What's the chances of cutting obesity?7th January 2009
Alice Miles suggests the chances of cutting obesity amounts to a big fat zero.
The new government weight loss campaign, made by the creators of Wallace & Gromit, is aimed at ordinary people.
Campaigns such as Change4Life have the greatest effect if a large number of low-risk people change their behaviour, and far greater than if the smaller number of high risk people do.
While there are benefits to more low risk people eating slightly better in terms of savings to the NHS, the benefit to the individual is small.
For that reason, this £75m campaign - I suspect - will fail.
The problem is that people hate being told what to do by the government. That is something the government, famously outlined by one former health secretary John Reid, clearly acknowledged.
However, Alan Johnson thinks differently.
And it has been shown that if the government doesn’t act on public health, nobody else does either.
Doctors and the government have been warning about obesity for decades but in that time the nation's waistline has “swelled with the list of public-health campaigns.”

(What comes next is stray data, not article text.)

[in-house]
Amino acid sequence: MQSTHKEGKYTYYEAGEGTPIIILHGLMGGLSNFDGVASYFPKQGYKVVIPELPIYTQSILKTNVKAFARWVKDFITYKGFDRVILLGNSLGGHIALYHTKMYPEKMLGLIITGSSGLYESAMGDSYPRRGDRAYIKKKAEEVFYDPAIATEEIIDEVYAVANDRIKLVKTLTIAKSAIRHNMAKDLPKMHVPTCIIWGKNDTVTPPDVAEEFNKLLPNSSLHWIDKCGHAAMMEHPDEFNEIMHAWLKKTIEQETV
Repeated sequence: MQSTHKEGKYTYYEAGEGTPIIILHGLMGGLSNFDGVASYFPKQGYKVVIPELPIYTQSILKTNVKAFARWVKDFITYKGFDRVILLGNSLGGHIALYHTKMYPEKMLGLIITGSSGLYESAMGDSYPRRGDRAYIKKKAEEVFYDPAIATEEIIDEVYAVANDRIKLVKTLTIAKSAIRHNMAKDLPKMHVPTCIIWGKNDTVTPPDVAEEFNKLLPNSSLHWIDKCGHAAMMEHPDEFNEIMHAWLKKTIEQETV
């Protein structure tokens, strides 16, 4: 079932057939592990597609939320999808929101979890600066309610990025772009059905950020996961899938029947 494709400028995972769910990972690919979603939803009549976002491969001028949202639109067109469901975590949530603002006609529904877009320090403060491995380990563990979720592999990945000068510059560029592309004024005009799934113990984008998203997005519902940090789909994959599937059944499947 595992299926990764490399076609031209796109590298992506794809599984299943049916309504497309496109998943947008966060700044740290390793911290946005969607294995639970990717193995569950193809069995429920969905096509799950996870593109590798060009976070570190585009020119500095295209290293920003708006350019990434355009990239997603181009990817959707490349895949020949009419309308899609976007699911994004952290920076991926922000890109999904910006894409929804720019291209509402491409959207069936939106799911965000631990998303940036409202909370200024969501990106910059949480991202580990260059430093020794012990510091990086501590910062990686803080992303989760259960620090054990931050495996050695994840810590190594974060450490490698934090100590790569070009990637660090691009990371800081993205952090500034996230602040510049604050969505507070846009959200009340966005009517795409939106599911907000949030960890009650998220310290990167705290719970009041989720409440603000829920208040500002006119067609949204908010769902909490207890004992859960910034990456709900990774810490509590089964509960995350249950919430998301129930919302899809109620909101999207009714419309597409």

The government warns that if present trends continue, obesity levels will have reached 60% for men, 50% for women and 25% for children.
We must improve our public health, otherwise the NHS will become unaffordable so we now have not just a public health campaign but “a lifestyle revolution”.
I hope this campaign doesn’t fail; but I think it will.
When that happens the government should be ready to legislate to force a change in behaviour.
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Title: What's the chances of cutting obesity?
Author: Mark Nicholls
Article Id: 9750
Date Added: 7th Jan 2009